Another big factor of the Dust Bowl was the drought. The National Drought Migration Center that is in Nebraska said: "Many crops were damaged by deficient rainfall, high temperatures, and high winds, as well as insect infestations and dust storms that accompanied these conditions" (University of Nebraska). Nebraska was hit hard by the dust storms and was and is still a big farming community, the drought feed the effects of the Dust Bowl hugely, with high temperatures, dying crops, insect problems and of course the giant dust storms. These things made it extremely hard to live there and to farm, this drove people out for the land looking for new work and frankly, a less dusty place. The drought made it hard to go to school, to make dinner, it made people sick and combined with the over plowing of the topsoil it made dust storms unforgettable to
The Dust Bowl was caused by a variety of unfortunate circumstances at the worst time. The dust bowl refers the 1930’s when during the Great Depression, powerful winds ripped off the top soil (the soil that is best used for farming) and killed many crops. The farmers that were hit the hardest were the ones in the southern great plains. This region was soon known as the Dust Bowl. In the off season, farmers would plant grass to keep the topsoil from being taken with the wind.
A drought forming across all farm lands due to failure of successful crop rotation cause dust to form. The dust was then picked up by the wind and rolled across America’s home front. These giant waves of dust were referred to as “black blizzards” or “black rollers”
The dust from the drought was being blown around by the strong winds and covering everything. The dust bowl is famous for being the worst and the longest disaster. During the event to the dust bowl farmers lost crops. Farmers also had to sell their animals because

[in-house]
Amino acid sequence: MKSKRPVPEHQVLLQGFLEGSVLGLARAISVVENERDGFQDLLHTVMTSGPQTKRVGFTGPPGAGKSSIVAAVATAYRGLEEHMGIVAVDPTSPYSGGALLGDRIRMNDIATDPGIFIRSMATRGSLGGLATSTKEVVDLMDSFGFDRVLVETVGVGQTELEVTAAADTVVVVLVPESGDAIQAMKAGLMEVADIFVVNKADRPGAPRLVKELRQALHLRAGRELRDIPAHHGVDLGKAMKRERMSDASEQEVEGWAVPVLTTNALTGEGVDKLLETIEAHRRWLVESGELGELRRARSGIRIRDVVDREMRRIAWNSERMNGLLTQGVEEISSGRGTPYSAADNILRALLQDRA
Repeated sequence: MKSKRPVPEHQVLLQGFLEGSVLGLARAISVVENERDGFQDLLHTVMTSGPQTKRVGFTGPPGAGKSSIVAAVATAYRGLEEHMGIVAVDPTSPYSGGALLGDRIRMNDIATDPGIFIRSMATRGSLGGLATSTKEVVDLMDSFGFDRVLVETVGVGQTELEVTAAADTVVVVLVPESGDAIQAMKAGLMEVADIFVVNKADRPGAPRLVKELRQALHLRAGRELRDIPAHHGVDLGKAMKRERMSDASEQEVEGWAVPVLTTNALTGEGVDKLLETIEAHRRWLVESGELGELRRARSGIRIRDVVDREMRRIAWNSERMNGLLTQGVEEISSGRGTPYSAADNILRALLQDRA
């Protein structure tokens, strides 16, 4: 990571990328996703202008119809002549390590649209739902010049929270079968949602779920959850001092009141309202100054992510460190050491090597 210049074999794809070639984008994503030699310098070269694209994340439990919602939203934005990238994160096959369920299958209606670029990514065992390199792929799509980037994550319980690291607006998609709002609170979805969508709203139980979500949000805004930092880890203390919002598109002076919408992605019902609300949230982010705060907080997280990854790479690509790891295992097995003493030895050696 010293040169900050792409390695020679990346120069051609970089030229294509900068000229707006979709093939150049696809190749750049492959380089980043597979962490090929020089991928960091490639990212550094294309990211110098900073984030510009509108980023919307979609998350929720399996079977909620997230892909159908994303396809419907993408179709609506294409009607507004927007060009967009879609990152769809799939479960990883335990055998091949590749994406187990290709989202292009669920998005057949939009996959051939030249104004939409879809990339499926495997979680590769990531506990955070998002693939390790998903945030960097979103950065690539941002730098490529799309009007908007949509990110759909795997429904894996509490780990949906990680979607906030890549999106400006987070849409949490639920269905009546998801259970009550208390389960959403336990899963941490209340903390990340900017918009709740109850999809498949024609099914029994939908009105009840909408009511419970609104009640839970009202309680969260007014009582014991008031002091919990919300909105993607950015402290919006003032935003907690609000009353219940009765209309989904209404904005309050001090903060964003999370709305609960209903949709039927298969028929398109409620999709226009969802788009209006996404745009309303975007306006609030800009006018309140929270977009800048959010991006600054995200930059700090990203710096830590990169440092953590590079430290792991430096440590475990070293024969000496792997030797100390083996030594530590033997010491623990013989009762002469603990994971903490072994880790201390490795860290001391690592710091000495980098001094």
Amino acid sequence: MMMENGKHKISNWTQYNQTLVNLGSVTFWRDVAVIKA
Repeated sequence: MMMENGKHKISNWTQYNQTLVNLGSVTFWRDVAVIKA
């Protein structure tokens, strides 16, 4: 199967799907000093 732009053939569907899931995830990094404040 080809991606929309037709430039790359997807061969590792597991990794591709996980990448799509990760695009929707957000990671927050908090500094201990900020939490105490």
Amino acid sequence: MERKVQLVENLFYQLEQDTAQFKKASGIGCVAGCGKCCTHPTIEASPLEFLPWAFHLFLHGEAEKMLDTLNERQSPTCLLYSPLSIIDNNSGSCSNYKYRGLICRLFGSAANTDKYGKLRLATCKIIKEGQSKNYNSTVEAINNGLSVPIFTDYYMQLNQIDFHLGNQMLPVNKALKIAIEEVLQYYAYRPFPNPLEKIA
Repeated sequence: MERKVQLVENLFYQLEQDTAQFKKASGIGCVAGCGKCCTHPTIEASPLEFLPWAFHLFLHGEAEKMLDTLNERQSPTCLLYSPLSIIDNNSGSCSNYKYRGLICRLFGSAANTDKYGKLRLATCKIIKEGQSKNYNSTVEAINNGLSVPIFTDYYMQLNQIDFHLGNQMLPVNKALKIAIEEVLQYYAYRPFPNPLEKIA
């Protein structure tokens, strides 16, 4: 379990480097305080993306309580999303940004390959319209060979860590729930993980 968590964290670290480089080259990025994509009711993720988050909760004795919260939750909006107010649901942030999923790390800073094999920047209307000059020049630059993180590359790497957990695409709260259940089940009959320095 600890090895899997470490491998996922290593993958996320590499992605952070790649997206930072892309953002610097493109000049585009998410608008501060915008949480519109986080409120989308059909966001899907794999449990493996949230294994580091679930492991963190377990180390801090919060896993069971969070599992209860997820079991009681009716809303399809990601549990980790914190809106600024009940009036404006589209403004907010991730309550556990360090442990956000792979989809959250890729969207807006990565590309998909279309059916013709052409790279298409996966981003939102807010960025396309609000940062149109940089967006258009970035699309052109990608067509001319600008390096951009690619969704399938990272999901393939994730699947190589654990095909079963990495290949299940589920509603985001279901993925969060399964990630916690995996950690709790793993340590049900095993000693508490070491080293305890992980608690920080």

THE DUST BOWL Hello if you're not familiar with me I'm William j. Holloway and Many of you all wonder how the dust bowl started or how it killed thousands. Well I'm here to tell you just how . The Dust Bowl started from years of farming. You're probably wondering, how could all this farming start this? (Pause for laughter) Well, all this farming loosened up the dirt and it just so happened there were some bad and windy days coming.
Migrant workers are people from foreign countries that come to the U.S. to find paying jobs. Migrant workers had to work hard physical jobs for long hours everyday. They also had very poor living conditions because of the money the earned. The start of the droughts started in 1931 and the start of dust storms started in 1931. The dust bowl killed many people from filling people's lungs with dirt.
Also known as the dirty thirties, The dust bowl years were the years that dust storms greatly damaged thousands of homes, lives, and the economy. Originally the Dust Bowl was the name given from the Great Plains region, consumed by the so called drought in the 1930’s. Many who had gone through the Dust Bowl; pointed fingers at the dought, little did they know that The Dust Bowl originally was caused by heavy mechanism, and heavy mechanism came from farmers over doing farms. The Dust Bowl was held responsible for the dust storms in parts of Oklahoma, Texas, Kansas, Colorado, and New Mexico. With little rainfall, soft soil, and crazy winds, The Dust Bowl was held accountable for the death of many.
Then, when World War I ended, the demand for wheat and other crops fell as did the prices. To compensate for this loss, farmers dug up more land and planted more crops which only further hurt the soil. Another cause of the Dust Bowl was farm animals. Livestock was a good source of meat and dairy products but they also consumed a lot of grass which was already being torn up. When the grass was eaten and the soil wasn’t healthy enough to support plants, many of the animals died.